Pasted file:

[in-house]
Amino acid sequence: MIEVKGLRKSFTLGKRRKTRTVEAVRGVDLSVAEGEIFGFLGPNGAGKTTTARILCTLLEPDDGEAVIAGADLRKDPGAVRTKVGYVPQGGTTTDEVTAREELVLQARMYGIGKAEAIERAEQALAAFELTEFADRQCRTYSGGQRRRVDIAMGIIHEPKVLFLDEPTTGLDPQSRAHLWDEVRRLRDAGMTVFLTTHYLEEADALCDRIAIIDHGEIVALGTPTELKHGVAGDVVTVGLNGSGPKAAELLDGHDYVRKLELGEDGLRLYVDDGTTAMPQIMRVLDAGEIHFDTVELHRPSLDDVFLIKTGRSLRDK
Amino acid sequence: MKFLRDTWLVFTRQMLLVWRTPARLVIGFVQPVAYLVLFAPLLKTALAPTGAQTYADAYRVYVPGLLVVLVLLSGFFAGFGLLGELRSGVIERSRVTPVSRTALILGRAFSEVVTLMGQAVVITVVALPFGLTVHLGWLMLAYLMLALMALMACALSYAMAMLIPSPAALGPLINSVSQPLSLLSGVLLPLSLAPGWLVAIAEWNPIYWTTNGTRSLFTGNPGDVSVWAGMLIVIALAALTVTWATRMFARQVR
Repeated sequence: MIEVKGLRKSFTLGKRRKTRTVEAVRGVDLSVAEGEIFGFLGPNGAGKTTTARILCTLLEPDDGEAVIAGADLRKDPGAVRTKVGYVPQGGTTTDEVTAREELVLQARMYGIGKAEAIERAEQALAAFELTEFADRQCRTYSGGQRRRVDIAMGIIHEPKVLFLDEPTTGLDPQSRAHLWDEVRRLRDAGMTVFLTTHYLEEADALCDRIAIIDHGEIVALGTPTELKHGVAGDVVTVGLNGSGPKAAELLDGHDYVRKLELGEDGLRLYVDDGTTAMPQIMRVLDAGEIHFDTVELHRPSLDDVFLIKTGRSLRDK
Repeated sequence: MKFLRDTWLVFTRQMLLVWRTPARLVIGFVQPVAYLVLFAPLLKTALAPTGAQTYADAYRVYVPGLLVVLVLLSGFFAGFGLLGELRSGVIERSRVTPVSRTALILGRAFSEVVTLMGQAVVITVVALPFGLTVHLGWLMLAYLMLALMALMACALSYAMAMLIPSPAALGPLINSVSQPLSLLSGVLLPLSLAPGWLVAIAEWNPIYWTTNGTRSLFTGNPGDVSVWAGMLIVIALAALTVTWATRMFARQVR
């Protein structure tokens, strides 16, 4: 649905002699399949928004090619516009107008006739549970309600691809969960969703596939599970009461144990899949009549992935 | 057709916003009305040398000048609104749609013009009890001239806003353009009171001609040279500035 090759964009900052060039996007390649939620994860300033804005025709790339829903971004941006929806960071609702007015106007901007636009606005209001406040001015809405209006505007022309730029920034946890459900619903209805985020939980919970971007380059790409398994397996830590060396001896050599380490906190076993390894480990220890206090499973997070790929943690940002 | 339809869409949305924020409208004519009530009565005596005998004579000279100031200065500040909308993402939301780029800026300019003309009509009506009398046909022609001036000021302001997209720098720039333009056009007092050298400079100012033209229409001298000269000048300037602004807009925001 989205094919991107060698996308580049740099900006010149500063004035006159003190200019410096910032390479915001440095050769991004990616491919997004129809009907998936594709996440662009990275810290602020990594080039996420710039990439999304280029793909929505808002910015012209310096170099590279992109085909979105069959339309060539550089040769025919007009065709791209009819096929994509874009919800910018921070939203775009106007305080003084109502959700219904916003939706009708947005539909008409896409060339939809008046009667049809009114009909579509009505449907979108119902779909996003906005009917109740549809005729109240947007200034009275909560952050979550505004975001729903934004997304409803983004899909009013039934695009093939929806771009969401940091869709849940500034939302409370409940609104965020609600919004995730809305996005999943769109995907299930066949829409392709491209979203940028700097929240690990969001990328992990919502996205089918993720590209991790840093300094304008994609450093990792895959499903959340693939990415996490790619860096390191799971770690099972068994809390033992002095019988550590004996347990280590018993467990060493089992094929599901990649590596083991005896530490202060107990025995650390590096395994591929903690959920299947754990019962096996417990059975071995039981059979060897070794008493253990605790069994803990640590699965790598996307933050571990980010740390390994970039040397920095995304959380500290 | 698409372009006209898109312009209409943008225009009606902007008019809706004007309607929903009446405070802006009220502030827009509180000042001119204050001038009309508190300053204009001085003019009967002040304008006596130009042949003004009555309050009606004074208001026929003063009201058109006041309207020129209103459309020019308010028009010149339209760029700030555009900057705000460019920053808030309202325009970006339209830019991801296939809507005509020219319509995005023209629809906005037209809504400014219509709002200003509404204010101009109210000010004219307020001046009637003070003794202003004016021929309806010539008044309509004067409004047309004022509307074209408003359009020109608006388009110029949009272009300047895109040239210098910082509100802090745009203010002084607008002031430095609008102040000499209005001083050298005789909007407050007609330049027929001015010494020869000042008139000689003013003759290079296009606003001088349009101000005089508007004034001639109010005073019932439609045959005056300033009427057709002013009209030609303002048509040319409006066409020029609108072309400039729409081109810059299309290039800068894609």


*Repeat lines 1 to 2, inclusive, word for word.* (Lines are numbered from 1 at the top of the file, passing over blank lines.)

[in-house]
Amino acid sequence: MIEVKGLRKSFTLGKRRKTRTVEAVRGVDLSVAEGEIFGFLGPNGAGKTTTARILCTLLEPDDGEAVIAGADLRKDPGAVRTKVGYVPQGGTTTDEVTAREELVLQARMYGIGKAEAIERAEQALAAFELTEFADRQCRTYSGGQRRRVDIAMGIIHEPKVLFLDEPTTGLDPQSRAHLWDEVRRLRDAGMTVFLTTHYLEEADALCDRIAIIDHGEIVALGTPTELKHGVAGDVVTVGLNGSGPKAAELLDGHDYVRKLELGEDGLRLYVDDGTTAMPQIMRVLDAGEIHFDTVELHRPSLDDVFLIKTGRSLRDK